A couple of years before, when two members of GALYIC (Gay and Lesbian Youth in Calderdale) attended the Calderdale Youth Council to discuss bullying, Craig Whittaker, as chair of Calderdale's Children and Young People Scrutiny Panel, was in attendance. When one of our members asked him what Calderdale could do about homophobic bullying, he replied that he was only concerned about real bullying.

I think we get the message…

From James Baker

Saturday, 26 May 2012

Stuart, I wrote to Craig and had a similar experience a reply letter about drug liberalisation and got a letter back that completely missed the point. Then a month later I got the same letter sent again.

Most MPs do not personally write every reply, because they get so many letters their case workers tend to draft a reply based on a stock template response.

I assume his caseworker just copy and pasted the wrong letter back to me. Doesn't really fill you with much faith.

Regarding Calder High, it is a real shame it didn't get any money. As Liam Byrne said when he left the treasury " I'm afraid to tell you there is no money left". In those circumstances it's tough for the government to hand out cash. Still he should have fought harder for our local area. Gordon Birtwistle managed to lobby and get cash for the Burnley curve to be put back in, so it is possible if you have the skill to fight for your area.

From Ian M

Monday, 28 May 2012

Jan, Homophobic bullying is rife across schools in the UK!

I have three children in school in Calderdale and I can confidently state Homophobic or racist bullying is not rife.

Now Kids being horrid to one another, maybe!

From Jan Bridget

Monday, 28 May 2012

We will have to disagree.

My own research at GALYIC found that 92% of the fifty members interviewed had experienced bullying in schools. This included bullying because the victim was disabled, minority ethnic, or simply because they 'looked different.'

However, 76% of members had experienced homophobic bullying: bullying based on the belief that the victim is known or suspected to be gay. All schools in Calderdale are affected.

That research was conducted between 2005 and 2008. During the period 2010-2011, based on 30 interviews, 65% had experienced homophobic abuse and 85% had witnessed it. So not much has changed.

Unless there has been a miraculous improvement since GALYIC closed in November last year – and I very much doubt it – then I would stand by these findings.

Of course, these are small numbers. Stonewall are about to publish a new report on 5th July based on 6,400 lesbian, gay and bisexual young people in the UK. It will be interesting to see the results.

We know that there are a handful of schools who can be held up as examples of good practice but these are few and far between.

Update: This link to the GALYIC news section covers various stories from around the world about homophobic bullying and how different countries are trying to tackle it.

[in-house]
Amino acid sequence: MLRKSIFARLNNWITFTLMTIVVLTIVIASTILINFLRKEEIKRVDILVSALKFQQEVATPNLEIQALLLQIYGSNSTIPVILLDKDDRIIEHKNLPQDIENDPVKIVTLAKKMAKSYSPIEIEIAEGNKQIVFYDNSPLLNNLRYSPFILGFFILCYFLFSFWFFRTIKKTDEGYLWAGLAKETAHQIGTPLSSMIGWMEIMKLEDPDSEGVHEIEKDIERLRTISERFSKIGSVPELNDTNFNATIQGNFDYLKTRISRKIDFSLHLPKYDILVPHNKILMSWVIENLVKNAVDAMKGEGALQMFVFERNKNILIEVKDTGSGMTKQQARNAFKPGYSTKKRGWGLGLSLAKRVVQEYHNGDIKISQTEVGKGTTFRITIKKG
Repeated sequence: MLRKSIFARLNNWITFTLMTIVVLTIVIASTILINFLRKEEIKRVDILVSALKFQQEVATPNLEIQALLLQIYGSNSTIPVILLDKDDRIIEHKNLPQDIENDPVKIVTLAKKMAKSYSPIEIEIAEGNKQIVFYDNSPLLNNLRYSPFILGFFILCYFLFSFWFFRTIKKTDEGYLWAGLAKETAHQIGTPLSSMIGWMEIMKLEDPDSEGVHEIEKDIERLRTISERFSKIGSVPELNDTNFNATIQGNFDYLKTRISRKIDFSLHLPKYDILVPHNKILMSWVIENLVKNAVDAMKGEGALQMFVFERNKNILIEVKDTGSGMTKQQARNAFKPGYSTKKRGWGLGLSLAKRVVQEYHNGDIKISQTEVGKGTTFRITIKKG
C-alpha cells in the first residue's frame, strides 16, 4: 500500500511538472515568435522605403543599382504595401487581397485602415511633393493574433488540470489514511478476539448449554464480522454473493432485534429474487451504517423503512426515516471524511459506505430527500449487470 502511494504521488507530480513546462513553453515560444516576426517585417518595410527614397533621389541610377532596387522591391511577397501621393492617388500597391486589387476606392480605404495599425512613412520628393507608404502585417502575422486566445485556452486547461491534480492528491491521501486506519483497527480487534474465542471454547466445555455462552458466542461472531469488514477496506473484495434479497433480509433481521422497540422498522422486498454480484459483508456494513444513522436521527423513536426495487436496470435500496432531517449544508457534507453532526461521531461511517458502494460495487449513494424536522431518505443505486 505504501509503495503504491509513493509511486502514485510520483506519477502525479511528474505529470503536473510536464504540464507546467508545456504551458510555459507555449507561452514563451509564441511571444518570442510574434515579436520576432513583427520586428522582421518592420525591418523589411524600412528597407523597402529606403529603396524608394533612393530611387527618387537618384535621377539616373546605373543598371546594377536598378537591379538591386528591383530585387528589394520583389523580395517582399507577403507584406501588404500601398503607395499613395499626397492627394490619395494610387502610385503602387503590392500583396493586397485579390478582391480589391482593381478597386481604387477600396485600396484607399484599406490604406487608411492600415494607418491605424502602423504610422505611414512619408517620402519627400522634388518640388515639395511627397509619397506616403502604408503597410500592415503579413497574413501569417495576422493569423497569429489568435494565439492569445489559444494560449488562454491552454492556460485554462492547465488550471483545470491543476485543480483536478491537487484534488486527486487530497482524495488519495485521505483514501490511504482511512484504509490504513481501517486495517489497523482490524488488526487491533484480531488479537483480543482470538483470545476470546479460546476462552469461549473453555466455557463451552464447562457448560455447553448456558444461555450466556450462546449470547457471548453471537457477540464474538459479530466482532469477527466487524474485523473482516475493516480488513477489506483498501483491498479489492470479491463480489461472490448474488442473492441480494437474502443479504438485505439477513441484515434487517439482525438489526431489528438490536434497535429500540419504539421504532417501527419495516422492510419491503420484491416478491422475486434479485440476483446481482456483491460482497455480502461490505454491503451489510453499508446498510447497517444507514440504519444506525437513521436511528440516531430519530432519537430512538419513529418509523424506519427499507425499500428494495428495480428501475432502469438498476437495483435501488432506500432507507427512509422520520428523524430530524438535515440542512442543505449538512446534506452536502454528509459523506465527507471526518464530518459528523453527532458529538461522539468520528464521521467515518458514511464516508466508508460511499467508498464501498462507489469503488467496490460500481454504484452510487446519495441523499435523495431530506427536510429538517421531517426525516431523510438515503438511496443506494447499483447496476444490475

Sadly, although the problem is just as great in the UK, there is little acknowledgement.

The investigation into a school in Florida just about sums up the situation here - it is happening but there is one great denial, i.e. kids being horrid to each other!

From Damian Lazenby

Tuesday, 29 May 2012

I support what Jan Bridget is saying here. My own years at Calder High are now ancient history, but what I hear from friends and relatives leads me to believe that the situation in Calderdale schools, and perhaps schools elsewhere has not moved on significantly in the last 20 years.

Living in London as I now do, has given me perspective on my personal experiences and of those I am still in contact with in and around Calderdale, and in particular Hebden Bridge, a number of whom have more recent or even current experience of the educational system.

Homophobia is still rife and doing serious damage to young people homo and hetrosexual alike, either through being on the receiving end of bullying, or the warped values inherited in a society that accepts homophobia.

Citizens of Hebden Bridge should not relax in the belief that they live in a tolerant free thinking enclave, the schools, councils and communities of places such as Tottengam and Hackney, derided as inner cities, and viewed as squalid are light years ahead in tolerance.

Jan has devoted her life to these issues and speaks from a position of knowledge rather than one of conceited middle class comfort. Craig Whitaker is a disgrace and his views will damage yet another generation.

From Jonathan Timbers

Wednesday, 30 May 2012

I entirely agree with what Jan Bridget says, which is supported by every national study about schools that I am aware of.

Furthermore, I think it is also important to note what OFSTED inspectors say they found in the school:

'Groups of students who spoke to inspectors highlighted concerns about racist remarks . . . Inspectors agree with their concerns'.

It's so easy to ignore racism and homophobia - that's why both are so prevalent. I hope these concerns are not lost in all the controversy concerning the current head.